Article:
We All Get to Choose

“You’re gonna have to serve somebody.”

– Bob Dylan

Every day we wake up with choices to make. Hundreds if not thousands of them. Some easy. Some hard. And we get through the day by making choices.

It’s easy to forget this and play the victim. I was reminded of (reproved by?) this at a homeschool conference I attended with my wife a few weeks ago. The lecturer reminded us parent-educators in the room to use words like “choice, choose, chose” with our kids. Kids aren’t only or mainly victims. “You have a choice to make here.” Naturally, she followed, you must use the word “consequence.” Choice necessitates consequence.

Some people like to turn choice into an academic, theological debate. Do we have free will or not? That’s really a category mistake. Choice not an intellectual issue as much as it is a worship issue. A heart issue.

When I wake up in the morning, I’m going to choose whether to get out of bed or hit the snooze. I’m going to choose to pray or not. I’m going to choose to be cheerful or grumpy when the kids wake up. And on and on.

All these choices are built on one foundational choice. Will I chose to love and obey Jesus or something else? It’s the simplest and hardest question to ask and answer everyday.

This is real, raw life. It’s not academic theology. Choice doesn’t deal in the head, but the gut. It gets after what we want. For the Christian, we know that we must love and obey Jesus. We just don’t always want to.

Dylan said it best: “You’re gonna have to serve somebody.”

Whom will it be?


Sermon 12: Being Real

Being Real
Series: Redemption
Pastor Steve Moltumyr

Romans 7

In Scripture we see four frames of Paul’s life:

  1. Sinner
  2. Saved by grace
  3. Victory in Christ
  4. The Dark Corridor

In Romans 7, when Paul describes himself as a wretched man, it is about as dismal of a description as one can give himself.  The Romans 7 dilemma is that we are wretched people, but there is a solution to the problem.

  • Romans 7 describes Paul’s Christian journey, not his pre-Christian journey. Here’s a few reasons why:
  1. Verses 14-25 are in present tense,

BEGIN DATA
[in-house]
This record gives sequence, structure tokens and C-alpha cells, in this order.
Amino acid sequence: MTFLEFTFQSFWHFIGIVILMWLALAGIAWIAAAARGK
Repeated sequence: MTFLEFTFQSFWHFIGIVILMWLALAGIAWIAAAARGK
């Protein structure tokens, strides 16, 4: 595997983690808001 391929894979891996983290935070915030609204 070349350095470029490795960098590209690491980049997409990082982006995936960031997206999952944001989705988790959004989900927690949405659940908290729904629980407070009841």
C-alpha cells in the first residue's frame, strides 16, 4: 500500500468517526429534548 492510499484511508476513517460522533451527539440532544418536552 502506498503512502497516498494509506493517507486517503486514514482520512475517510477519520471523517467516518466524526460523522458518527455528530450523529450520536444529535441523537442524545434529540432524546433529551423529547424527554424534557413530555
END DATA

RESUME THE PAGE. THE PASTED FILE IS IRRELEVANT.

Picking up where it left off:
2. Paul’s relationship to sin shows that he hates sin.
  3. Paul delights in God’s law like a believer would not.
  • When Paul talks about the Law, he means the Ten Commandments. Jesus summed up the law by saying, “Love the LORD your God…and love your neighbor.”
    • The problem isn’t the law, it’s us!
    • The law inspires us to sin against it. It’s like a sign that says, “Don’t walk on the grass.”  You know what people will do?  They will walk on the grass.
    • The law cannot solve the problem we have with the law. Think of an MRI. The MRI tells you that you have a tumor or a disease or something else, but the MRI will not solve the problem. You need something outside of the MRI to heal you.
    • Sin is deadly. The law tell us just that. But the law isn’t the cure, Jesus is.
  • If you have never felt what Paul felt in Romans 7, you have to ask yourself if you are truly a Christian.
  • Whatever your sin, you stand at a very level place at the foot of the cross.
  • Apply: Honestly face sin, confess, and ask Jesus for strength in your fight against sin.

*               *               *

I agree that Romans Romans 7:14-25 is about Paul’s Christian life and I have written about this elsewhere.

Life Theology

Weekly Spurgeon

“There were also with Him other little ships.”
– Mark 4:36

Jesus was the Lord High Admiral of the sea that night, and His presence preserved the whole convoy. It is well to sail with Jesus, even though it be in a little ship. When we sail in Christ’s company, we may not make sure of fair weather, for great storms may toss the vessel which carries the Lord Himself, and we must not expect to find the sea less boisterous around our little boat. If we go with Jesus we must be content to fare as He fares; and when the waves are rough to Him, they will be rough to us. It is by tempest and tossing that we shall come to land, as He did before us. When the storm swept over Galilee’s dark lake all faces gathered blackness, and all hearts dreaded shipwreck.

When all creature help was useless, the slumbering Saviour arose, and with a word, transformed the riot of the tempest into the deep quiet of a calm; then were the little vessels at rest as well as that which carried the Lord. Jesus is the star of the sea; and though there be sorrow upon the sea, when Jesus is on it there is joy too. May our hearts make Jesus their anchor, their rudder, their lighthouse, their life-boat, and their harbour. His Church is the Admiral’s flagship, let us attend her movements, and cheer her officers with our presence. He Himself is the great attraction; let us follow ever in His wake, mark His signals, steer by His chart, and never fear while He is within hail. Not one ship in the convoy shall suffer wreck; the great Commodore will steer every barque in safety to the desired haven. By faith we will slip our cable for another day’s cruise, and sail forth with Jesus into a sea of tribulation. Winds and waves will not spare us, but they all obey Him; and, therefore, whatever squalls may occur without, faith shall feel a blessed calm within. He is ever in the centre of the weather-beaten company: let us rejoice in Him. His vessel has reached the haven, and so shall ours.